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By Samson Habte
July 14 — Defense counsel who, after interviewing a corporate client's current and former employees, conveys the company's offer to have its attorney also represent those individuals at the company's expense may be guilty of unethical solicitation if the “purpose of the communication from its inception” is to block a litigation opponent's access to potential witnesses, the New York County bar's ethics panel advised June 9.
“However,” it added, “we conclude that an offer of representation at the corporation's request would be proper where the lawyer initially interviews the employee as a non-client witness in order to learn relevant information and subsequently determines that the individual is in need of legal services as a party or potential testifying witness and that the concurrent representation would be permissible.”
The opinion addresses an issue that was at the center of Rivera v. Lutheran Med. Ctr., 866 N.Y.S.2d 520, 24 Law. Man. Prof. Conduct 608 (N.Y. Sup. Ct. Kings Cnty. 2008), a controversial ruling that drew flak from many in the corporate defense bar.
The Rivera court removed a law firm as counsel for a hospital in a discrimination suit after finding that it violated a predecessor to New York Rule of Professional Conduct 7.3(a), which prohibits in-person solicitation of clients, by offering to represent former hospital employees who were likely to become nonparty deponents.
Critics said Rivera was misguided because Rule 7.3(a) “has generally been used to prevent ambulance chasing by plaintiffs' attorneys,” and could upend settled corporate practices if the rule is applied in this scenario. Barry R. Temkin & Michael H. Stone, Solicitation by Defense Counsel: Ethical Pitfalls When Corporate Defense Counsel Offers Representation to Witnesses, 80 Defense Counsel J. no. 4, at 363 (October 2013).
Addressing Rivera and other authority, the ethics committee said: “When a corporation's lawyer conveys in person or by telephone an offer to represent a corporate employee in connection with a lawsuit, the application of [Rule 7.3(a)] depends on the factual context and the lawyer's motivation.”
“Under Rivera, the communication would be improper if the lawyer's motivation was exclusively ‘to gain a tactical advantage in th[e] litigation by insulating [witnesses] from any informal contact with plaintiff's counsel,'” the panel explained.
But Rule 7.3 is not violated, it continued, if the offer is made under different circumstances—namely, “where the lawyer initially interviews the employee as a non-client witness in order to learn relevant information and subsequently determines that the individual is in need of legal services as a party or potential testifying witness and that the concurrent representation would be permissible.”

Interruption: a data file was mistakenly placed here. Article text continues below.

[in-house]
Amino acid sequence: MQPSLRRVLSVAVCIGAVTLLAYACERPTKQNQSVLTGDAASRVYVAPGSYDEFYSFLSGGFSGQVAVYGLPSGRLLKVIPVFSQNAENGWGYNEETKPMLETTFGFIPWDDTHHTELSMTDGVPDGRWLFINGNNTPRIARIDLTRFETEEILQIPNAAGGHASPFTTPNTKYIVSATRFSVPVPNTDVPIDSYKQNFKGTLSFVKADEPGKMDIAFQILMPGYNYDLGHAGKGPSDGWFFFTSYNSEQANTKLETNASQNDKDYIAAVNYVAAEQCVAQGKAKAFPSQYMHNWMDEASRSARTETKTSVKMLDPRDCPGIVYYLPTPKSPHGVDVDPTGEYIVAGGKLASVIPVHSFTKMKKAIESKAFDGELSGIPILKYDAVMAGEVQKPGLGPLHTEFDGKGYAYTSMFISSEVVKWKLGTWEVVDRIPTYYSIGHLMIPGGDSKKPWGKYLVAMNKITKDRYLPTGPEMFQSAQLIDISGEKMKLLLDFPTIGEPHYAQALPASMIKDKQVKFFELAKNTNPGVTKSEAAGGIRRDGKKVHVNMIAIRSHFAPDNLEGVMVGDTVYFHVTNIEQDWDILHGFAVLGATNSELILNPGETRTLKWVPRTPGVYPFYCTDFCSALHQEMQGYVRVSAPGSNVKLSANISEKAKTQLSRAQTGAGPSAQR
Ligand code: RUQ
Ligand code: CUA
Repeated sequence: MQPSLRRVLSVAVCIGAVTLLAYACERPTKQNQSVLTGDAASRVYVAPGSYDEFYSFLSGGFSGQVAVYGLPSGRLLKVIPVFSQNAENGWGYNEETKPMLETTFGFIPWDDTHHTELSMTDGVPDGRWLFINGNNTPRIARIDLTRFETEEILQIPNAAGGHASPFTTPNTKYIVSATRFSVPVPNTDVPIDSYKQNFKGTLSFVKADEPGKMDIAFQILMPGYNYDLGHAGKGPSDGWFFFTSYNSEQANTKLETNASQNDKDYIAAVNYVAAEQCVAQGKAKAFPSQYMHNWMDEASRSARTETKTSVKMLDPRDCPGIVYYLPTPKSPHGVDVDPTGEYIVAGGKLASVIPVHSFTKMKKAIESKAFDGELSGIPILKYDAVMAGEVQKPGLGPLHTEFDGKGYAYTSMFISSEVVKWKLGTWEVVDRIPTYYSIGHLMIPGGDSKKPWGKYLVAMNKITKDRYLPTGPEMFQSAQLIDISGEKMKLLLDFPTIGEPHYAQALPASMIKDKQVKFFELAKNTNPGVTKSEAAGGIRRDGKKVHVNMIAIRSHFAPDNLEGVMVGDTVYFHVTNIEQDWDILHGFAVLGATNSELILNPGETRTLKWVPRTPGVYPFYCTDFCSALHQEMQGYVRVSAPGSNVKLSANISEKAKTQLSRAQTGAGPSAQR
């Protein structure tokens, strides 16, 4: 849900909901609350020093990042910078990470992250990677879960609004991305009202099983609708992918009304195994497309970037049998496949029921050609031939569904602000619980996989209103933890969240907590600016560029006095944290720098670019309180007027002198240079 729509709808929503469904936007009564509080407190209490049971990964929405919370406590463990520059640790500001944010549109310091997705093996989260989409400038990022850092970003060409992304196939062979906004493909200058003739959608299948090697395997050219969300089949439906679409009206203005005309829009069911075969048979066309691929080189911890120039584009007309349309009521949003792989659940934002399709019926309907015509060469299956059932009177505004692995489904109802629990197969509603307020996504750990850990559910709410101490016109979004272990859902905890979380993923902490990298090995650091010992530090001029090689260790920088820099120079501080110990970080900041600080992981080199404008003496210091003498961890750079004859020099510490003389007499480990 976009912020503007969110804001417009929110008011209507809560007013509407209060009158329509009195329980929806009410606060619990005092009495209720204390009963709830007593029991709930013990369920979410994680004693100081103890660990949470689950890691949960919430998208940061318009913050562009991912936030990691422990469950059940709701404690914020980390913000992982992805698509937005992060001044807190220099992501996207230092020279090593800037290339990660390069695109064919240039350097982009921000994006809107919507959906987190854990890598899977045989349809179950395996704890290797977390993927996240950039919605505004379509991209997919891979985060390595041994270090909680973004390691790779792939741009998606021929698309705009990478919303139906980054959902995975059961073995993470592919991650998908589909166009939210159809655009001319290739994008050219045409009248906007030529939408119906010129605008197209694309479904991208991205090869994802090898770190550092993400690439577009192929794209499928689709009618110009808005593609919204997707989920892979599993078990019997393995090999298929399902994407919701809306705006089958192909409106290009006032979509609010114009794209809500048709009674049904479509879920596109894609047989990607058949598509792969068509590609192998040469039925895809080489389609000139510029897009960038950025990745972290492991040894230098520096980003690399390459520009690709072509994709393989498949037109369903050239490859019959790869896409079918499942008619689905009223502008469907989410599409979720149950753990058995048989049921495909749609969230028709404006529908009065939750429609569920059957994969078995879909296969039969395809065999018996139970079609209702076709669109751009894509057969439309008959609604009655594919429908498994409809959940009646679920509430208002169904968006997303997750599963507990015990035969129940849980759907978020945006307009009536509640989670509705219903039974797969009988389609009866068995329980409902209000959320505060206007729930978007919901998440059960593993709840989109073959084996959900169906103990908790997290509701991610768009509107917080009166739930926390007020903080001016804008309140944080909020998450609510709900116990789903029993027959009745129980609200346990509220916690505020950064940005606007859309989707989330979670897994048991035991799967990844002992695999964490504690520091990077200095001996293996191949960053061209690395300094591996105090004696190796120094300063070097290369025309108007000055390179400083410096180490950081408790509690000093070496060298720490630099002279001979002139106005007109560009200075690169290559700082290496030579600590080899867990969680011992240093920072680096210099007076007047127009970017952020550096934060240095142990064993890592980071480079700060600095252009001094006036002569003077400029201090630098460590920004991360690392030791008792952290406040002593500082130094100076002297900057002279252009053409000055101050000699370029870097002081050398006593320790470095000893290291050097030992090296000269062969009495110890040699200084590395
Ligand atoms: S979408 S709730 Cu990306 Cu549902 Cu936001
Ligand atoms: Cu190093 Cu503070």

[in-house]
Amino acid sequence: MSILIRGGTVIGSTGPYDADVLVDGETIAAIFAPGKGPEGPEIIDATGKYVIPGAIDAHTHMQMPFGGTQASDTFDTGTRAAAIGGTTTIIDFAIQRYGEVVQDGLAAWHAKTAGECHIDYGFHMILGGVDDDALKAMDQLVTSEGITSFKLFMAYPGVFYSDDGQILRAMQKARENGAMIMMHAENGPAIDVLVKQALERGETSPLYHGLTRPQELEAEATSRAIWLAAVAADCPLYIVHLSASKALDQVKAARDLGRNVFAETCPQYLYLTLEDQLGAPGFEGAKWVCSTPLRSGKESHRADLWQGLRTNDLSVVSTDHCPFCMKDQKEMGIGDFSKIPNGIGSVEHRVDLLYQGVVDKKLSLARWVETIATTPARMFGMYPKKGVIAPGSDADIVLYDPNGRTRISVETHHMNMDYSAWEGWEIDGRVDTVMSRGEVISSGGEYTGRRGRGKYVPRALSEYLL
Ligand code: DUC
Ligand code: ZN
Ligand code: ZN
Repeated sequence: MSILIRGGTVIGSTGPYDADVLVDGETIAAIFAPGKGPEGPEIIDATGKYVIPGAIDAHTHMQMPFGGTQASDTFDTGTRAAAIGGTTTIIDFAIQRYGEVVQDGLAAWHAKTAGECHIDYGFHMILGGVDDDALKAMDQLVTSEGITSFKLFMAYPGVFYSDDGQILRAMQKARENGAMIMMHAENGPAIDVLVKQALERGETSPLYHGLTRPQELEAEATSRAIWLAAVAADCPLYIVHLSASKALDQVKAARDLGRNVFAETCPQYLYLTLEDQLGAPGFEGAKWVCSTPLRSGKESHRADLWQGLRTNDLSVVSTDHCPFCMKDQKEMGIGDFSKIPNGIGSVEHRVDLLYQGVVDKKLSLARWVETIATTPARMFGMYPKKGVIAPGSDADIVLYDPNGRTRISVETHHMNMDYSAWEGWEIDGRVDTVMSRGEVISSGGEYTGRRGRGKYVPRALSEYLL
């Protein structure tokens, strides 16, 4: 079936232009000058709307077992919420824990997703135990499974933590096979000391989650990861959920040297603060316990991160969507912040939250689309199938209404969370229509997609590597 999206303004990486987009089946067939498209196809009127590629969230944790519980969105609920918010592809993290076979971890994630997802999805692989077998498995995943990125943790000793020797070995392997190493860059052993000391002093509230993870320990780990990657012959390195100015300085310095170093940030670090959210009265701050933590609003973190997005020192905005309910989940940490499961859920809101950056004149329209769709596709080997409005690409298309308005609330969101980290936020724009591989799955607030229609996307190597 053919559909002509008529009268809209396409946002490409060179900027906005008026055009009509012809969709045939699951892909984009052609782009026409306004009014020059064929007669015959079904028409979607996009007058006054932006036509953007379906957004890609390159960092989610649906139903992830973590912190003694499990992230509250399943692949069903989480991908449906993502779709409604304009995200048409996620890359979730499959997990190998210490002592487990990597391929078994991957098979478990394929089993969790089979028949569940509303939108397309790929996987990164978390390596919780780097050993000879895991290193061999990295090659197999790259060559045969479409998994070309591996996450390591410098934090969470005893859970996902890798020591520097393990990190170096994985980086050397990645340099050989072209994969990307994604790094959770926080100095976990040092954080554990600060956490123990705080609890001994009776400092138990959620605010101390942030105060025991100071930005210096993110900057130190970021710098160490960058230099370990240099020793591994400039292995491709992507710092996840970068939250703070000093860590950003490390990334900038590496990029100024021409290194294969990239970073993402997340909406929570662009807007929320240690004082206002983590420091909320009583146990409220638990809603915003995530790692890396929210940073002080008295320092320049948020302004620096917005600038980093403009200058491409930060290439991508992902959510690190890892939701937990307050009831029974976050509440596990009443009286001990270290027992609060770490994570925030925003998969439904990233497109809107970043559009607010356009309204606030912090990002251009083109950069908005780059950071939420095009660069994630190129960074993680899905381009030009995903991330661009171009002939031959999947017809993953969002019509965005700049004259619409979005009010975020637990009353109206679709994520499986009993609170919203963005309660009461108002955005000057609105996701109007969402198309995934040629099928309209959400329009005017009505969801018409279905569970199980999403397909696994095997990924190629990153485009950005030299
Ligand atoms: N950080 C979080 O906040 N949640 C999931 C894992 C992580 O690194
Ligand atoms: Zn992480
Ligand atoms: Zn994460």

The committee stressed the importance of heeding the guidance set forth in New York City Ethics Op. 2004-2, 20 Law. Man. Prof. Conduct 360 (2004), which cautions that “Multiple representations of a corporation and one or more of its constituents are ethically complex.” That opinion outlines disclosures that a corporate attorney should make before interviewing or offering to jointly represent potentially adverse constituents of a corporate client.
Here, the New York County ethics committee said that if a lawyer adheres to those safeguards and “reasonably concludes that the current or former employee would benefit from legal assistance and that the conflict of interest rules allow joint representation, the lawyer may seek to convey the corporation's willingness to compensate the lawyer to represent the employee.”
Rule 7.3(a), which forbids in-person or telephonic solicitation of anyone other than “a close friend, relative, former client or existing client,” will not apply in this scenario “for several reasons,” the committee said.
It first noted that Rule 7.3(b) defines “solicitation” as a communication that has as its “primary purpose” the “retention of the lawyer or law firm, and a significant motive for which is pecuniary gain.” That definition doesn't fit in this situation, the committee said, because “the primary purpose of the in-person meeting at its inception is not to offer the lawyer's services to the employee, but to interview the employee as a potential witness.”
“Moreover, in conveying the corporation's offer and, if the employee is interested, following up by offering representation, the lawyer's ‘primary purpose' is not to secure legal fees from a new client but to render competent representation to a current corporate client by enabling it to fulfill its objective (and, in some cases, its statutory or contractual obligation or internal policy) of making legal assistance available to an employee who may need counsel,” the committee stated.
The court said such a scenario was also “meaningfully distinguishable” from the one addressed in Rivera.
“Rivera evidently was not a case where the entity's lawyer communicated with employees first to secure their information and later to extend the corporate employer's offer of assistance, but one where the primary, if not exclusive, purpose of the communication from its inception was to establish a legal representation in order to insulate the witnesses from opposing counsel's informal contact,” the committee said. Accordingly, it concluded that “Rivera would not be inconsistent with the procedure and principles outlined in this Opinion.”
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